Rich Media Has Yet to Alter Politics
Not that anyone would know it, judging from the amount of connectivity touted at each of the recent nominating conventions. If it weren't for the abundance of big hats, bunting and barbecue in Philadelphia and Los Angeles, the amount of Internet technology on display at the Republican and Democratic national conventions could have been mistaken for a typical day at COMDEX.
Internet campaign strategists promised it all: 24-hour coverage, live chats, 360-degree cameras, exclusive content and real-time polling. Rich media, they promised, would transform politics. Some claimed the Internet would revolutionize elections to the degree that television did so dramatically in the 1960 Kennedy-Nixon debates.
Unfortunately, Kennedy's dark suit and Nixon's five o'clock shadow had a greater effect on national politics in 1960 than the Internet will have, at least until the next general election. And despite the pre-convention Internet hype, the hardworking men and women of America, most of whom still troll the Web with 56K connections, paid little attention to the conventions.
PC Data Online, Reston, VA, and Media Metrix, New York, reported 10 percent to 25 percent drop-offs in traffic to the four major news Web sites -- each one devoted extensive coverage to the "e-conventions." The ratings were so bad that some companies, including virtual Webcam provider Pseudo.com, canceled plans to Webcast the Democratic convention.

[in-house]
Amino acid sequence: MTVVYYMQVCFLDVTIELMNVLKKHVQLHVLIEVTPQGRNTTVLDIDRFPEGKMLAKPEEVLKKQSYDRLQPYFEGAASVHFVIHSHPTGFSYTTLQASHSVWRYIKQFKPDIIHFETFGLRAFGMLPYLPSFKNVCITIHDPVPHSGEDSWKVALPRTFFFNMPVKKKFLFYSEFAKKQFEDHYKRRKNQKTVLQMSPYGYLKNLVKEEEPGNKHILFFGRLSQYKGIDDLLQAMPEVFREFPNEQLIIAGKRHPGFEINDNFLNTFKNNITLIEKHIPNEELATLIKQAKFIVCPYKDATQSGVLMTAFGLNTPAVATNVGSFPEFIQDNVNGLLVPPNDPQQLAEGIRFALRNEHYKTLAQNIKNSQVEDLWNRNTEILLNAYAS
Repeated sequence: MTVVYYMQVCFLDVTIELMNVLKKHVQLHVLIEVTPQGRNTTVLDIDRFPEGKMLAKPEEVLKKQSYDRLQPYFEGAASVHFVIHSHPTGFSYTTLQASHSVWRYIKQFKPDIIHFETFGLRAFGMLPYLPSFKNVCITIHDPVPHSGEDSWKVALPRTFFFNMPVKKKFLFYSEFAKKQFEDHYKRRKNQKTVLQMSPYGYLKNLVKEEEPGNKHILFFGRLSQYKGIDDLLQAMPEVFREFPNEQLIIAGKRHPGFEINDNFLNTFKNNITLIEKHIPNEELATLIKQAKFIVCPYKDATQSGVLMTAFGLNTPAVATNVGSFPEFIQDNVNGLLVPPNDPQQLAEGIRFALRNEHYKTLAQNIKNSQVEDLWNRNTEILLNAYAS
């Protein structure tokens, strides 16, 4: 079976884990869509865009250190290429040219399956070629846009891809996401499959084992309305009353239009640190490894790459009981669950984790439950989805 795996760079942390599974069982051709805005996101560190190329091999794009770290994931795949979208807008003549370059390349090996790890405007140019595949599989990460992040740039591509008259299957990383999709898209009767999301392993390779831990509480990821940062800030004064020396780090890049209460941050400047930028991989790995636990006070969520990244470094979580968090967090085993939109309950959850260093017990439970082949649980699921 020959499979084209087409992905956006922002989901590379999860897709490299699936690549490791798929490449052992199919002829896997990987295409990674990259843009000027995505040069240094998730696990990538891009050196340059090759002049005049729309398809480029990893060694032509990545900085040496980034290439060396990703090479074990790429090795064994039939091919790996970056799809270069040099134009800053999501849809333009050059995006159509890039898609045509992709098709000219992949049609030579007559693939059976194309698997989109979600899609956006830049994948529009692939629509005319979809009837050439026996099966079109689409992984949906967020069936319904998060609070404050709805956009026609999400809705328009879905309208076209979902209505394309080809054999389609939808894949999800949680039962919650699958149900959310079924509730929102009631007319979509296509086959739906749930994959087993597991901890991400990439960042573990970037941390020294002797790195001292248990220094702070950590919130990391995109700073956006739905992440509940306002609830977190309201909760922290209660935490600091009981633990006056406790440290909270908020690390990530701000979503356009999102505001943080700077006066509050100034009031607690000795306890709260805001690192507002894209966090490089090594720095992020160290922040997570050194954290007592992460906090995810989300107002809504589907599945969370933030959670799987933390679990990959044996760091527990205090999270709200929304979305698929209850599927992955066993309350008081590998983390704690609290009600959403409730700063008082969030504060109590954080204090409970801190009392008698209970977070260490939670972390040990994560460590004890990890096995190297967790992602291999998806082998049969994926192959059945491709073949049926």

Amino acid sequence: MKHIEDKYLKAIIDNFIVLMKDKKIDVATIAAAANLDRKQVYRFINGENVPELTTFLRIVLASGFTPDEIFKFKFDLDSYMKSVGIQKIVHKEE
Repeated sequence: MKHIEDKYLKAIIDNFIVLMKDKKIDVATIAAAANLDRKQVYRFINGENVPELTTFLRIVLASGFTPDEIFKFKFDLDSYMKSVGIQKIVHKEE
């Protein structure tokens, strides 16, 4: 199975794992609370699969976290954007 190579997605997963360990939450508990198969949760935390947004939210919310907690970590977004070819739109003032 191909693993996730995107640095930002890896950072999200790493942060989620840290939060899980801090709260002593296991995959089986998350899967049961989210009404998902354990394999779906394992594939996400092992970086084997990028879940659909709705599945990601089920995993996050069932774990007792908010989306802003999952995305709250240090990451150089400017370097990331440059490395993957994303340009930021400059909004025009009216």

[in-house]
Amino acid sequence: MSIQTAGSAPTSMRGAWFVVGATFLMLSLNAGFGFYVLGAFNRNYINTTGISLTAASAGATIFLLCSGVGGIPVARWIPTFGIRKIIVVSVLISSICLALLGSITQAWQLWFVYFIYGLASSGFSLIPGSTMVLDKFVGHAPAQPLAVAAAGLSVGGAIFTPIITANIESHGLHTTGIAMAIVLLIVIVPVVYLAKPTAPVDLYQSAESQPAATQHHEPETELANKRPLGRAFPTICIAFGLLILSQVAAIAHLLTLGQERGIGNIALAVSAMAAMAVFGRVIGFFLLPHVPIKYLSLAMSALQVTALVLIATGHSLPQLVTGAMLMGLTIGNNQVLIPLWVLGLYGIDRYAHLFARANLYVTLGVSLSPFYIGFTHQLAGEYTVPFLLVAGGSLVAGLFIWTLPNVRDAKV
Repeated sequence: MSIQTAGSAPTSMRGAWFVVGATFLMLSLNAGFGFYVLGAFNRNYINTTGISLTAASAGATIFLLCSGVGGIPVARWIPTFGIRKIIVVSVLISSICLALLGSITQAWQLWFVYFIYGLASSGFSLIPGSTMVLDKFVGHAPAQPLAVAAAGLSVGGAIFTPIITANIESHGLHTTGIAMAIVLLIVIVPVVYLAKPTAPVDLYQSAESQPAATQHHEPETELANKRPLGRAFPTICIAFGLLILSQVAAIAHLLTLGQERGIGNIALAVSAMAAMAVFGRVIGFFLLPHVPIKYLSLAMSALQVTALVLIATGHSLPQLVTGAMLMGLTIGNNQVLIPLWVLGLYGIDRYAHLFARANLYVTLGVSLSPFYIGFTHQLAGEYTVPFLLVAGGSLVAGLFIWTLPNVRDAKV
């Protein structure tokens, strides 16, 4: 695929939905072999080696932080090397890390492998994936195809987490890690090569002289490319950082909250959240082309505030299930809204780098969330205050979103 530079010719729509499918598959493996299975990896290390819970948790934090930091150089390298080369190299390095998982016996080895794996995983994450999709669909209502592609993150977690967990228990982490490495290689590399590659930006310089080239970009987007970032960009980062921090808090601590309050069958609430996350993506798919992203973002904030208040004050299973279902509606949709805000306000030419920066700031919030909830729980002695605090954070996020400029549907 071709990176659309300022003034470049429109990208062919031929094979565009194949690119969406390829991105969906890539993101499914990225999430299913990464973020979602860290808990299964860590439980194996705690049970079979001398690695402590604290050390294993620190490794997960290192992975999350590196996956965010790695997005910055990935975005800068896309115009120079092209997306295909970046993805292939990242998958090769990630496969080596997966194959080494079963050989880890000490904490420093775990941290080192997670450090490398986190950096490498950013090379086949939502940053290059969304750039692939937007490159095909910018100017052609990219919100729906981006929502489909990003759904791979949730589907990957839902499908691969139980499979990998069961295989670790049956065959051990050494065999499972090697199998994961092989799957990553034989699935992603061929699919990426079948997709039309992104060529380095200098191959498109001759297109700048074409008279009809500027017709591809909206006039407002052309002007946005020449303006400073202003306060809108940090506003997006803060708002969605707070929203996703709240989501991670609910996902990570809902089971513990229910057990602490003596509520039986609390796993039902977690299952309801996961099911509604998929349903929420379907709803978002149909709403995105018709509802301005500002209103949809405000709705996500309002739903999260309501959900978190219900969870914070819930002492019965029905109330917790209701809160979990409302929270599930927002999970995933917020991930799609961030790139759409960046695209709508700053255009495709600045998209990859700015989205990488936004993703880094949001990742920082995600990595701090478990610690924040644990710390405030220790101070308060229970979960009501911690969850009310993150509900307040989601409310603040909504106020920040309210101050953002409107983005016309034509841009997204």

This failure of rich media to entice voters may have surprised each party's Web strategists, but to those who spend their lives building online communities and driving Web site traffic, the writing was on the wall well before the first delegate synchronized her personal digital assistant with a customized convention schedule from a public docking station.
Miscalculation No. 1 was that the convention organizers and the technology companies didn't allocate sufficient staff to support the chat rooms, news updates and other services that promised to keep convention information flowing 24/7. Without live moderators, participants were left to their own devices, so to speak. The Democratic-sponsored chat rooms were targeted for particular derision when it became apparent that the party luminaries being interviewed on streaming video were not paying attention to any of the questions posted by chat participants. The running commentaries from jaded viewers took on the aura of a "Mystery Science Theater 3000" episode, with chat users adding dialogue that was typically more entertaining than what the interviewees were saying.
Miscalculation No. 2 came in the form of high-bandwidth technologies deployed by both parties that prevented the majority of registered voters from receiving the full experience. Many interactive features were available only to the small percentage of people with digital subscriber lines or cable modem connections. Getting excited about an interview on healthcare policy is hard enough without having to squint at a two-inch window of streaming video that hopped and skipped like an old episode of "Max Headroom."